SINGAPORE — Regularly drinking tea or coffee during middle age could help people ward off frailty later in life, a new study suggests. The research, conducted by a team at the National University of Singapore, involved over 12,000 participants between the ages of 45 and 74, spanning two decades. The key to these potential benefits, they suggest, is caffeine.
Those who consumed four cups of coffee daily experienced the most significant benefits, but consistent drinkers of black and green tea also saw advantages.
“Coffee and tea are mainstay beverages in many societies around the world. Our studies show that consumption of these caffeinated drinks at midlife may be associated with a reduced likelihood of physical frailty in late life,” says Professor Koh Woon Puay, from the Healthy Longevity Translational Research Program at the Yong Loo Lin School of Medicine, in a media release. “However, further studies are still needed to confirm these longitudinal associations, and to investigate if these effects on physical frailty are mediated by caffeine or other chemical compounds.”
Initial interviews were conducted with participants at an average age of 53. They were asked about their drinking habits of caffeine-rich beverages, such as tea, coffee, and sodas, as well as foods like chocolate. In subsequent interviews around 20 years later, participants were questioned about factors like their weight and feelings of energy. They also underwent tests measuring handgrip strength and the time needed to complete a timed up-and-go (TUG) test.
Frailty was determined based on a combination of factors: weight loss, exhaustion, slowness, and weakness. In the study group, 84 percent of total caffeine consumption came from coffee and 12 percent from tea. More than two in three participants (68.5%) drank coffee daily, with the majority consuming one cup a day.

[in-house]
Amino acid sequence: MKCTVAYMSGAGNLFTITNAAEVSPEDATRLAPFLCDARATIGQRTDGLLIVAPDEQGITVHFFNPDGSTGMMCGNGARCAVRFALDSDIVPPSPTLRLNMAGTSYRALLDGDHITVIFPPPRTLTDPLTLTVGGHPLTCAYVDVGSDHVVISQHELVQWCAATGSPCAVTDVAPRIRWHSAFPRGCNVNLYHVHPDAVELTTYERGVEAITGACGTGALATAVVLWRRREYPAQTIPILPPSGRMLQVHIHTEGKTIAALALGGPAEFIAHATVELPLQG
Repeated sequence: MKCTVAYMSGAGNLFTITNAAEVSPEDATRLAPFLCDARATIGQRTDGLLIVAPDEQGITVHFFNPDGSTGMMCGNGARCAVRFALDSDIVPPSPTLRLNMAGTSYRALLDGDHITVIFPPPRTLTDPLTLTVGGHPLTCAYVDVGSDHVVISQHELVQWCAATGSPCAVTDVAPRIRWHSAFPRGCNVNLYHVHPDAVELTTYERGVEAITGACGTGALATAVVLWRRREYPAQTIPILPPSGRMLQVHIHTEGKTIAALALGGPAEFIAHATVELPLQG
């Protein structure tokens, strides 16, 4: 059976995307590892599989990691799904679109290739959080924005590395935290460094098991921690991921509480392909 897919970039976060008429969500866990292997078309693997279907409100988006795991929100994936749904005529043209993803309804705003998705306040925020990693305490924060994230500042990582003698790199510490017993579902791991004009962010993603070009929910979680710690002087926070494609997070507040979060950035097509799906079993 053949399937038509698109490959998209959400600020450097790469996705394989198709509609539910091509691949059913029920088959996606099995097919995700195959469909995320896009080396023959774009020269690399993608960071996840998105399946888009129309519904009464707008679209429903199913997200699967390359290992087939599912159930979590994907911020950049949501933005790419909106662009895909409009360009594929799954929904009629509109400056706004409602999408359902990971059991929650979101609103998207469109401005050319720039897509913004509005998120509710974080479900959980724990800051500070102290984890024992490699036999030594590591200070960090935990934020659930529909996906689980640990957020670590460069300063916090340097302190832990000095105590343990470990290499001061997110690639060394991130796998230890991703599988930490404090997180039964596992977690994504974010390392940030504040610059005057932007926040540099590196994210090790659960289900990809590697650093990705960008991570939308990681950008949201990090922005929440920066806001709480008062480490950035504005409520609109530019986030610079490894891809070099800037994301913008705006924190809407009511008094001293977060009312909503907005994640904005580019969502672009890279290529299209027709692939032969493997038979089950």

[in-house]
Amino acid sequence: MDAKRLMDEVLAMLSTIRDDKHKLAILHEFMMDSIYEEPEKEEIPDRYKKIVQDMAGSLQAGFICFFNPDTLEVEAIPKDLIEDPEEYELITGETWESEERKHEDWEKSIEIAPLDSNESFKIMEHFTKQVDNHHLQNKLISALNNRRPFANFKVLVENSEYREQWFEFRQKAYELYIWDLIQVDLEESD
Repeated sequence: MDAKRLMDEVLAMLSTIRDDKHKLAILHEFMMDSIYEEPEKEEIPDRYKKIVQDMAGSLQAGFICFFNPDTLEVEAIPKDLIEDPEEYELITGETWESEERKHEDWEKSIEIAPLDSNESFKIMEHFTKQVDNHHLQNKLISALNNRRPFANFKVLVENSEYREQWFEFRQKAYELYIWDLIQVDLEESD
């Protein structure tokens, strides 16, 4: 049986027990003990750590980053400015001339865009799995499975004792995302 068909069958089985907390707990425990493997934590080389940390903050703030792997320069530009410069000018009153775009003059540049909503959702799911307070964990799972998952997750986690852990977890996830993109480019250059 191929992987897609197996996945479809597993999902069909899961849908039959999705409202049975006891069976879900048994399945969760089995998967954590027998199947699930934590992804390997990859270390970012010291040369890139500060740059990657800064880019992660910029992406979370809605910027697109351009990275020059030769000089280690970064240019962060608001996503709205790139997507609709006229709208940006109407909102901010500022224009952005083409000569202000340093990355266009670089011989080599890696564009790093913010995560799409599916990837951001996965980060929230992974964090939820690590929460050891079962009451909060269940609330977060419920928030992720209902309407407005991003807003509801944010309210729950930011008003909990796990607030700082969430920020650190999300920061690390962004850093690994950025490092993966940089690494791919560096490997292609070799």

The results highlight that middle-aged individuals who consumed coffee, black tea, or green tea had a significantly reduced risk of physical frailty in their older years. Particularly, those who drank four or more cups of coffee daily had substantially lower odds of experiencing physical frailty compared to non-daily coffee drinkers. Regular black and green tea drinkers also had decreased odds compared to those who didn’t drink tea.
This study concludes that higher caffeine intake, regardless of its source, correlated with reduced chances of physical frailty. The team noted the strongest correlations in the objective measurements of handgrip strength and the TUG test, rather than in self-reported metrics like weight loss and exhaustion.
Previous studies have found that caffeine can stimulate muscle cell proliferation and enhance muscle weight in mice. Beyond caffeine, both coffee and tea are abundant in bioactive polyphenols, known for their antioxidant and anti-inflammatory properties. These compounds have been linked to reduced risks of diseases that exacerbate frailty, including diabetes, cardiovascular issues, obesity, and neurodegenerative disorders.
Nonetheless, further investigation is necessary to pinpoint the specific compounds and mechanisms responsible for the relationship between coffee, tea, and enhanced physical function in humans.
The study is published in the Journal of the American Medical Directors Association.
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South West News Service writer Jim Leffman contributed to this report.